Further Double-checking FiveThirtyEight's 2016 Primary Predictions

Child at a blackboard

After my last blog post double-checking FiveThirtyEight presidential primary predictions, I was asked by a friend if I could do two additional things:

  1. Separate out the candidates in the plots
  2. Look at how badly FiveThirtyEight’s predictions missed on average for each candidate

This post will address both of those requests.

Just like last time I have included the code used to perform the analysis in this Jupyter Notebook (rendered on Github). The data used are here: Republican Results, Democrat Results. The data have not been updated since April 28th, 2016 so newer primaries are not included.

Scaled Results By Candidate

Here is what the scaled result plots look like broken out by candidate, where the scaling is such that the 80% confidence interval has been transformed to extend between -1 and 1 (as explained in more detail in my previous post). The Democrats:

The distributions of results normalized to the prediction for the Democrats by candidate.

FiveThirtyEight slightly over predicts Clinton’s results, but does a pretty good job with Sanders. Michigan, of course, is the outlier for both.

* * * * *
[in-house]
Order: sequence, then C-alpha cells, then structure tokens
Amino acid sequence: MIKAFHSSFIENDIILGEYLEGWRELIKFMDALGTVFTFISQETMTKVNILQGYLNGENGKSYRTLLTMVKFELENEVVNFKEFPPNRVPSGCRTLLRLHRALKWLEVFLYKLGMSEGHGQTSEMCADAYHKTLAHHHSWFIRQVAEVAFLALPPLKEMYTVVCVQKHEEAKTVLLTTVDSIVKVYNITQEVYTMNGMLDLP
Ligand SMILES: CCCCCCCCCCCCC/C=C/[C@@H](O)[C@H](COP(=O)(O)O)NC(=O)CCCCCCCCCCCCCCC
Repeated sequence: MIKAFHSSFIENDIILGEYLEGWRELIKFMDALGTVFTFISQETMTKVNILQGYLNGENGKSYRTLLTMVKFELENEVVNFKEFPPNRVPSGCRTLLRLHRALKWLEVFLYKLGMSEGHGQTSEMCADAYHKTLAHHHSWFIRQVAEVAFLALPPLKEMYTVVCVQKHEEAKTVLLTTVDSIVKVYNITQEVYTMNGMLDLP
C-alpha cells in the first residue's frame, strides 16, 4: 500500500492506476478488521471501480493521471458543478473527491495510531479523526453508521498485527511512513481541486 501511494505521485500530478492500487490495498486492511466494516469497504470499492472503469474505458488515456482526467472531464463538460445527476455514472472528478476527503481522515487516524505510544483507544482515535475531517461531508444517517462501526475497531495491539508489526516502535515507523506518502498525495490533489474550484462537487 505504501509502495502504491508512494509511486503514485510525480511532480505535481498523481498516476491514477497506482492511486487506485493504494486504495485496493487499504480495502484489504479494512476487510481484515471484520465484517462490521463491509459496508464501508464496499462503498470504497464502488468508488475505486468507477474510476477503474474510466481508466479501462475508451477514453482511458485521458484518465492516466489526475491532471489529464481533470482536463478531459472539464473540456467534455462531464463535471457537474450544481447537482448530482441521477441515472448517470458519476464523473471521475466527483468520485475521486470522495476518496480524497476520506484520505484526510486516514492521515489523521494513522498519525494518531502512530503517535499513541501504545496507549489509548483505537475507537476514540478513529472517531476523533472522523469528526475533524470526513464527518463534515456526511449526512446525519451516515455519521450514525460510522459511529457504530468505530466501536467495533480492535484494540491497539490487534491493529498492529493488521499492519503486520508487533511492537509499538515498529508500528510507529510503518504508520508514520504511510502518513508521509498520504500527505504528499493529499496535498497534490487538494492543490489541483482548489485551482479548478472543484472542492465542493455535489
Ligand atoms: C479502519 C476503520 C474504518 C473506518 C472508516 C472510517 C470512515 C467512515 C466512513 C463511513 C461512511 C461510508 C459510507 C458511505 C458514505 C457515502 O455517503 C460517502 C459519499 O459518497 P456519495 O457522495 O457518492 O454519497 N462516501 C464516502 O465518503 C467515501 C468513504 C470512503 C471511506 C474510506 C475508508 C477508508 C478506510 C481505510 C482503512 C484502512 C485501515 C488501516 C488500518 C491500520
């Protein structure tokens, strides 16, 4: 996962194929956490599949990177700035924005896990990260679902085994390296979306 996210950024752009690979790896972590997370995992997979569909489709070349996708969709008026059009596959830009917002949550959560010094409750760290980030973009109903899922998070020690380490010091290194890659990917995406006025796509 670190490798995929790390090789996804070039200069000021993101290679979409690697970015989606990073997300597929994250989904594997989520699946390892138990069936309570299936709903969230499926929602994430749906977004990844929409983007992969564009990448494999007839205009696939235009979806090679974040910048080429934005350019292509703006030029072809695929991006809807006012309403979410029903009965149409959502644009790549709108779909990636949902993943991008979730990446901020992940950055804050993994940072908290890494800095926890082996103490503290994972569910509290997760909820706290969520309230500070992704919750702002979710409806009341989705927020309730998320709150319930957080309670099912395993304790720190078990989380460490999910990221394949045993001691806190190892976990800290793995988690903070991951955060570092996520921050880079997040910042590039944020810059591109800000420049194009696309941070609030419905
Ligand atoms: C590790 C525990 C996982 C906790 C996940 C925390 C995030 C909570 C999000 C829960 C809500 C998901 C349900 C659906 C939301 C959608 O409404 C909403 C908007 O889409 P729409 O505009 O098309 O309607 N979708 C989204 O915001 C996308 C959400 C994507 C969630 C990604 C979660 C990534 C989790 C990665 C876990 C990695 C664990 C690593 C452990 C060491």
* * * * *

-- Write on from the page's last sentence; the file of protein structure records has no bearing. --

The Republicans:

The distributions of results normalized to the prediction for the Republicans by candidate.

The Republicans, despite the craziness in their primary, are well modeled. Only Rubio is really skewed, tending to have his results over predicted. Carson, interestingly enough, is always within his predicted bounds.

Mean Absolute Miss Value

When FiveThirtyEight’s predictions are wrong, how badly do they miss on average? To find out, I took the scaled results for each candidate, selected the ones that were outside the confidence interval (indicating a missed prediction), and took the average of the absolute value of the selected results minus 1. The subtraction adjusts the result so that it tells you how far away from the 80% confidence intervals the missed predictions are on average. I call this the Mean Absolute Miss Value, or MAMV.

The result of this calculation for each candidate are tabulated below:

Candidate Mean Absolute Miss Value
Clinton 0.84
Sanders 1.00
Trump 0.66
Cruz 0.28
Rubio 0.57
Carson 0.00

Carson’s predictions are always in the interval, so his MAMV is 0. The missed predictions for the Republicans are better that for the Democrats, with Trump having the worst prediction misses. Sanders’s misses and Clinton’s misses are on average worse than the Republicans, but this is again due to Michigan. If Michigan is removed Clinton’s MAMV is 0.52 and Sanders is 0.39, make the MAMV for both parties about equal.